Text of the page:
Dark Forest

zkSNARK space warfare

Nightmarket is a Dark Forest plugin that allows players to buy and sell planet coordinates. Players can now use this zero knowledge & trustless feature to gain an upper-hand or simply to turn a profit.


You can directly download and play with the plugin here, while the team works on submitting it as an official in game plugin. There is no commission or fees to use the plugin, other than trx gas.

Please note: Nightmarket circuits and contracts are experimental. It is not audited and only involved a minimal trusted setup ceremony.


Dark Forest is been an endlessly innovative game, where every iteration has introduced world building paradigms from its creative fanbase. From a UX perspective, Nightmarket extends the game with more market dynamics. Players were always incentivized to dox their enemy locations, and now there is profit to it.

From a technical perspective, Nightmarket is a productionalized example of a zero-knowledge marketplace built on top of a zero-knowledge game.

Important foundational work like 0xPARC’s Circom ECDSA circuits and iden3’s efficient poseidon hashes made it possible to build this proof of concept. Also, previous projects like PrivacyScaling’s MACI and Nulven’s EthDataMarketplace showed that it is possible to exchange private data on-chain using zero knowledge proofs and ECDH key exchanges, with any, even untrusted, counter parties.

How it Works

Each game has a Nightmarket escrow smart contract to oversee sales and payments.

Step 1: Listing

To make a listing, the Seller attests to knowing the location of a planet and its biome. Since Dark Forest contracts do publish the hashes of planet coordinates and biomebase attributes, it is possible for buyers to verify listing details on-chain.

Within the List circuit, the Seller proves knowledges of a planet’s address (its XY coordinates) and commits to a KEY used to symmetrically encrypt the coordinates (which will be sold to a buyer).

Key constraints are as follows:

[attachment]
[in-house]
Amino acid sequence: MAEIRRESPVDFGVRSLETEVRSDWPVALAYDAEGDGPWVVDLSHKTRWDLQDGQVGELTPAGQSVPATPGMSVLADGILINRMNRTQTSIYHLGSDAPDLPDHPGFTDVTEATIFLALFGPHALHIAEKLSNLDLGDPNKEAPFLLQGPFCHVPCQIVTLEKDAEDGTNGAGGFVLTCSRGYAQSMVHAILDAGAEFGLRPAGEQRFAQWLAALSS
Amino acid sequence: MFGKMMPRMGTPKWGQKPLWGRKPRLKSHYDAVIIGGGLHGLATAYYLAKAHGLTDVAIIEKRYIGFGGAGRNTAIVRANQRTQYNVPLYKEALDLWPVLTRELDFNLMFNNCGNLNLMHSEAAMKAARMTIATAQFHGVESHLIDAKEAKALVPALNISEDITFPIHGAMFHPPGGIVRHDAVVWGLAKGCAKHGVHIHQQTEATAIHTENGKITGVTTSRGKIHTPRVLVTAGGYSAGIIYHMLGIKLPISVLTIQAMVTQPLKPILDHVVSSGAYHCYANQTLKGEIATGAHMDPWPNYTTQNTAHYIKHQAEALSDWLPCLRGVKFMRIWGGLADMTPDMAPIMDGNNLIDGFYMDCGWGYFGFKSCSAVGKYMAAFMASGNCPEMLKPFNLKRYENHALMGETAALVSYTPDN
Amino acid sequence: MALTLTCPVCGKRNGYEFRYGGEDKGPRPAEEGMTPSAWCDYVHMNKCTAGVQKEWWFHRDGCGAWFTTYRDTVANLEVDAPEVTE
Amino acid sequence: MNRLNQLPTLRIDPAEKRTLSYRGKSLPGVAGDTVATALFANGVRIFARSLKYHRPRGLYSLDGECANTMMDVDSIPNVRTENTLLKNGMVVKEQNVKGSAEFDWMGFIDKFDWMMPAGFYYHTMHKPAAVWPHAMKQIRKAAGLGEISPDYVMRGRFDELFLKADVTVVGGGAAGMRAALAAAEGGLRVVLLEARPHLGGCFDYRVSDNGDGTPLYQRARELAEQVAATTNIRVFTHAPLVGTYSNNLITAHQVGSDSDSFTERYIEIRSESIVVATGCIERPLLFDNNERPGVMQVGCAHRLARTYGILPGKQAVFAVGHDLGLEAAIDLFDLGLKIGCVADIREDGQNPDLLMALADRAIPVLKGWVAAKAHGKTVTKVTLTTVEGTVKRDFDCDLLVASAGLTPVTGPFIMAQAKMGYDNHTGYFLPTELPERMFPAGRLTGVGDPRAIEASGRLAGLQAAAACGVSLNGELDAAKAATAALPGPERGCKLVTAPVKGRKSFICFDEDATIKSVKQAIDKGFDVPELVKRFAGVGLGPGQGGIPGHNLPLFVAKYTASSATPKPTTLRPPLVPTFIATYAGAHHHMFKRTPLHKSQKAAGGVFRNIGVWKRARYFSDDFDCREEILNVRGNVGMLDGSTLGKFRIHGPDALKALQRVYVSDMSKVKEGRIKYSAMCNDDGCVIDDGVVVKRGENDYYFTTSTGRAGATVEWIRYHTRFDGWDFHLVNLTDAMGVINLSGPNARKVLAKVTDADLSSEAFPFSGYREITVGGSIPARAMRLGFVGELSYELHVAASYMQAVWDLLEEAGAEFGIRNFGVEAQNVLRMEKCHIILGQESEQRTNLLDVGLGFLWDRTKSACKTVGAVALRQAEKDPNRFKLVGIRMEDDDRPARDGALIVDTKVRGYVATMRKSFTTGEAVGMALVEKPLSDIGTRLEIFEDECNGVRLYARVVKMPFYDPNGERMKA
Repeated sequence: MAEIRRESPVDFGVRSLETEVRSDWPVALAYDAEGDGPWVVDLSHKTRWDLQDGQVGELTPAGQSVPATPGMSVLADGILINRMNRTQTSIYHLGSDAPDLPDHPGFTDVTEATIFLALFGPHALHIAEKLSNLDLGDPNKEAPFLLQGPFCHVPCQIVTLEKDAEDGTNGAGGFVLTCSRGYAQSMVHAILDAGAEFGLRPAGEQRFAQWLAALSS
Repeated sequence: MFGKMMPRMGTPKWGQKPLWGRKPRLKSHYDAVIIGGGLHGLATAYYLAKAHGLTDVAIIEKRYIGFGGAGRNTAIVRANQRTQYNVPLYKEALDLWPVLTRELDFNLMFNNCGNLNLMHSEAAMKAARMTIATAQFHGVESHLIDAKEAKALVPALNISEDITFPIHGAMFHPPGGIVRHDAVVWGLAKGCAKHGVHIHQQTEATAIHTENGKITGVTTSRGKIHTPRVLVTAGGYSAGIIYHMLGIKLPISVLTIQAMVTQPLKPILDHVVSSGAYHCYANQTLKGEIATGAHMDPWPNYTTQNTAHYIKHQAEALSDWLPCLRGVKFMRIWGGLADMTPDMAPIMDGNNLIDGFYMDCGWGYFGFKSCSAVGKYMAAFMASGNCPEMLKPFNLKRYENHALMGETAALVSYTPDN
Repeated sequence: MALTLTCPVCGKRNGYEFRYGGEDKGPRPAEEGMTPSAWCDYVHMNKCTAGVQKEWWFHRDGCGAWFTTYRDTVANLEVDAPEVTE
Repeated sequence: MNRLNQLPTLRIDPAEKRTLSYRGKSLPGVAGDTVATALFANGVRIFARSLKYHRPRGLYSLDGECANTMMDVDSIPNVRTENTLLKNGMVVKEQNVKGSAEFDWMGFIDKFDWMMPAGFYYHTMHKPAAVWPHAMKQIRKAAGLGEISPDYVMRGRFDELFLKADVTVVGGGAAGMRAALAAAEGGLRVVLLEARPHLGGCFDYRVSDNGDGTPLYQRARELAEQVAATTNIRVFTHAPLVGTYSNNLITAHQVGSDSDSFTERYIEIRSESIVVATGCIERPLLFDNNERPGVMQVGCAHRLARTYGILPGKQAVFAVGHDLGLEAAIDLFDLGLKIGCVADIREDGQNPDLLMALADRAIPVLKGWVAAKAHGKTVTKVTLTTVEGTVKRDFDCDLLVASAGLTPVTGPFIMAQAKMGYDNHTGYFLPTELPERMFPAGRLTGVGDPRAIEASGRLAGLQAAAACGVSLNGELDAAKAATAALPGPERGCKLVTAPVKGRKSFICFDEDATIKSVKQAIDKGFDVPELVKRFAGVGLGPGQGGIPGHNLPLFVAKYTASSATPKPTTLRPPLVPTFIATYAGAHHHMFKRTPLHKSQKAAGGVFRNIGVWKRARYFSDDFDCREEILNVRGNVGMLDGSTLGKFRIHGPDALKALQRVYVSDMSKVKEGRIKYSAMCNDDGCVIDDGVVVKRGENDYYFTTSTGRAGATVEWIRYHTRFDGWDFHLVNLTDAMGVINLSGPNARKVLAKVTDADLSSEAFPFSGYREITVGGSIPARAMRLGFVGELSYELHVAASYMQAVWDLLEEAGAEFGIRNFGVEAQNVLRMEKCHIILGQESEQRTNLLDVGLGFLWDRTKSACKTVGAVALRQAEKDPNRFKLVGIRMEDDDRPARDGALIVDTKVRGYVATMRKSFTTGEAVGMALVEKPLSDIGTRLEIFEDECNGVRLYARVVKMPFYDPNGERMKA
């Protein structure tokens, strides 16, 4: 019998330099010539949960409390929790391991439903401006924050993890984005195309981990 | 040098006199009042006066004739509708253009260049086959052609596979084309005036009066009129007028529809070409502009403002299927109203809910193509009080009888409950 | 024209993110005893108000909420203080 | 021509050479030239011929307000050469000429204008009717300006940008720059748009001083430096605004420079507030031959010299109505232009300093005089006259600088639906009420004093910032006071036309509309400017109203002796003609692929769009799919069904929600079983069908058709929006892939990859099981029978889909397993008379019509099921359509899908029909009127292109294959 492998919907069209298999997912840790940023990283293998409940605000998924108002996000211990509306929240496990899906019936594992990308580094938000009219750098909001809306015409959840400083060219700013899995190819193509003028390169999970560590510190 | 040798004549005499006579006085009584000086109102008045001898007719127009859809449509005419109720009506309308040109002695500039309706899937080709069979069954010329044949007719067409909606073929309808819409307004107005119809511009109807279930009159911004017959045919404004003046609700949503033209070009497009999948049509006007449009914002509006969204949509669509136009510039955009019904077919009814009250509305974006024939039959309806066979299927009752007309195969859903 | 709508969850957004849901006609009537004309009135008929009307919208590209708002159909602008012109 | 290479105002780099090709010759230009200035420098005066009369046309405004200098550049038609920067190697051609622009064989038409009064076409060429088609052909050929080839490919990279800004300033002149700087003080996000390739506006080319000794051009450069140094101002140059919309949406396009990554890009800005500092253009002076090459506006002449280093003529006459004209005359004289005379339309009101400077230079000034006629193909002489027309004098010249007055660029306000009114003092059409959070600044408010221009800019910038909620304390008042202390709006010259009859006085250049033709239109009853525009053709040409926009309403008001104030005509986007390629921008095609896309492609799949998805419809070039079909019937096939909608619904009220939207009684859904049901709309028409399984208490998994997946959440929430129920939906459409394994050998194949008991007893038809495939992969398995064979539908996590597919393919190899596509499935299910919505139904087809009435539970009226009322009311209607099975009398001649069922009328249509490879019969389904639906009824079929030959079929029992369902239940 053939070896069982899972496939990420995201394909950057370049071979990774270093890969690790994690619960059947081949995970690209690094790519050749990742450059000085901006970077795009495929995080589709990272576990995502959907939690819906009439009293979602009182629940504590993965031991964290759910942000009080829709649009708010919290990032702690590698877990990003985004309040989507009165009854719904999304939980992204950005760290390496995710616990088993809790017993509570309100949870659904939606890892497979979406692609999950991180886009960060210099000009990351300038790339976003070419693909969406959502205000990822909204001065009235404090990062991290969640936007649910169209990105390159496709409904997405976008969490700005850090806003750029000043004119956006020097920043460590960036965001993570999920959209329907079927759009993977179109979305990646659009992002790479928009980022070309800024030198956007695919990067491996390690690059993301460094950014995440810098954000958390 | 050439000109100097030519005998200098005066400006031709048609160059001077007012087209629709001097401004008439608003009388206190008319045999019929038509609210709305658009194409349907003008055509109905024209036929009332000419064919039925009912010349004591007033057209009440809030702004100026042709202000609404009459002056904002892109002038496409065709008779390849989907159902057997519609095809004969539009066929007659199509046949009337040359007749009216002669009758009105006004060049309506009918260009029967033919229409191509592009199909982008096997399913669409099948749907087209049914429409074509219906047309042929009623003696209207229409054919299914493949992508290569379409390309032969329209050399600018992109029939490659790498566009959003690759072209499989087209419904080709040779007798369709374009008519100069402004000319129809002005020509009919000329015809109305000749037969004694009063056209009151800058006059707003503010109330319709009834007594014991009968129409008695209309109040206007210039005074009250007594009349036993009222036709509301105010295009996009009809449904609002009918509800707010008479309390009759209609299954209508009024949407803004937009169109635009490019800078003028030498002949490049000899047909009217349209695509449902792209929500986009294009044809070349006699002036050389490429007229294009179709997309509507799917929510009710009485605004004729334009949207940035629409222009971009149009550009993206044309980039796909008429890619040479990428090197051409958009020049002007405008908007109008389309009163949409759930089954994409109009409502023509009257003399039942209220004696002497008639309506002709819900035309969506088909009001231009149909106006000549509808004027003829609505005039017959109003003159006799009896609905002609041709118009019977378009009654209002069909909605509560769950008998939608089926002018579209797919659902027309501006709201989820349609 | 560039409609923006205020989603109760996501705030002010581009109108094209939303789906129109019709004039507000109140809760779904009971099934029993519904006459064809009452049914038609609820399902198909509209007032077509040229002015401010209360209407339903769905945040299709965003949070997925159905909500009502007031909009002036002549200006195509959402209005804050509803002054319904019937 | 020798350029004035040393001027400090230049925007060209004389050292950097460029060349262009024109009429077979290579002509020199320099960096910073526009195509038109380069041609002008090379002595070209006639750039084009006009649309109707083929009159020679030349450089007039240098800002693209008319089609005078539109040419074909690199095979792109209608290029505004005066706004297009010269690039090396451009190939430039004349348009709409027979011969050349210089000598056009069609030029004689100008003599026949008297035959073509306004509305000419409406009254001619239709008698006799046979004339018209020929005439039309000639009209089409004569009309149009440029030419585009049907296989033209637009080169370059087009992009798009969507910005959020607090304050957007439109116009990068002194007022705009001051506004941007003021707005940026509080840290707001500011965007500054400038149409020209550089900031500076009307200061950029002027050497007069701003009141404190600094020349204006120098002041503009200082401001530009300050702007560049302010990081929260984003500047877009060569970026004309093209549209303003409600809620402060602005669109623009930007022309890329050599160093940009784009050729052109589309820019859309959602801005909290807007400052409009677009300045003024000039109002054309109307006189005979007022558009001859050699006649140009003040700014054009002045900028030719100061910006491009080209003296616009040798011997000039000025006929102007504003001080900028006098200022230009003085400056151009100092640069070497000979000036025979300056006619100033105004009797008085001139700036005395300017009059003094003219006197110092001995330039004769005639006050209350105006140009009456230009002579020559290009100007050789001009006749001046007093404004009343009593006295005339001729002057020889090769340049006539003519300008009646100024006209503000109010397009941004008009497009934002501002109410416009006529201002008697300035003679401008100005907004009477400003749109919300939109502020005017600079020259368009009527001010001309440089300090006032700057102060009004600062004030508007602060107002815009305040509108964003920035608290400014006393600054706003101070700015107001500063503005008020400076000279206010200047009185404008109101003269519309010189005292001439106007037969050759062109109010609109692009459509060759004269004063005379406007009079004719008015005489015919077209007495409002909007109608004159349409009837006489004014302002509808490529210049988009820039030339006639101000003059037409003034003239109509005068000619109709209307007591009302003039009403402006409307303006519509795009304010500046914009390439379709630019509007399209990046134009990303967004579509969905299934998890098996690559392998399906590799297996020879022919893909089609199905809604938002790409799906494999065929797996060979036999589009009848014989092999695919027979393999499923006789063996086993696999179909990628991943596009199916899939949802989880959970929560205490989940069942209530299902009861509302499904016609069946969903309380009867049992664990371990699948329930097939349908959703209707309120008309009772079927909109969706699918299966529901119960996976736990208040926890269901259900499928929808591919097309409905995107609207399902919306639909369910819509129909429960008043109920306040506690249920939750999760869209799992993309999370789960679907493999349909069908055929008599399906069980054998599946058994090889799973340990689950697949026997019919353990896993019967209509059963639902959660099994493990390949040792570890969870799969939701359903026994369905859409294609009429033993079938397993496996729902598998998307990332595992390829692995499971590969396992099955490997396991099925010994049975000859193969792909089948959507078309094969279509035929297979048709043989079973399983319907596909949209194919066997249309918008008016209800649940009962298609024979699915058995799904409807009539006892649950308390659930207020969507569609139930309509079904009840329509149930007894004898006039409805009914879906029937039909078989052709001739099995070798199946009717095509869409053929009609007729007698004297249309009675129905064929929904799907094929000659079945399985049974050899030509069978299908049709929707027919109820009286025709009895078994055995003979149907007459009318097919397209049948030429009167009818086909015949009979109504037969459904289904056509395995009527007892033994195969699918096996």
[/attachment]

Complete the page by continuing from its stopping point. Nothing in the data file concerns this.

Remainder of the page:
In detail, we ensure:

  • hash(PLANET_X, PLANET_Y, PLANETHASH_KEY): Seller proves that they know a planet coordinate, which buyers can later verify on-chain.
  • poseidon_encode_check(CIPHERTEXT, PLANET_X, PLANET_Y, KEY): Seller commits to having correctly encrypted a CIPHERTEXT, using a symmetric KEY on the planet coordinates. The seller does publish the cipher on-chain for later decryption. For the Poseidon encryption check itself, we adapted @weijie’s Poseidon circuits to constrain correct encoding.
  • hash(KEY): Seller separately commits to the secret KEY that was used for the above step. Notably, the actual item being sold isn’t the raw planet coordinate, but this secret KEY used to symmetrically encrypt the coordinates. Possession of the KEY means that anyone can subsequently decrypt the ciphertext and retrieve the original planet coordinates.

Step 2:

On-chain, the escrow smart contract verifies the seller’s proof and creates a new planet listing.

Then multiple buyers can make purchase orders on a single listing, as follows:

In detail, Buyers signal their interest by depositing some amount into the escrow contract, along with an expectation of a SHARED_KEY that the seller later uses to symmetrically encrypt the KEY being sold. The Buyer constructs this SHARED_KEY offline, through an ECDH key exchange scheme. She publishes a hash of this SHARED_KEY on-chain, along with her deposit. More on this in step 3.

Step 3: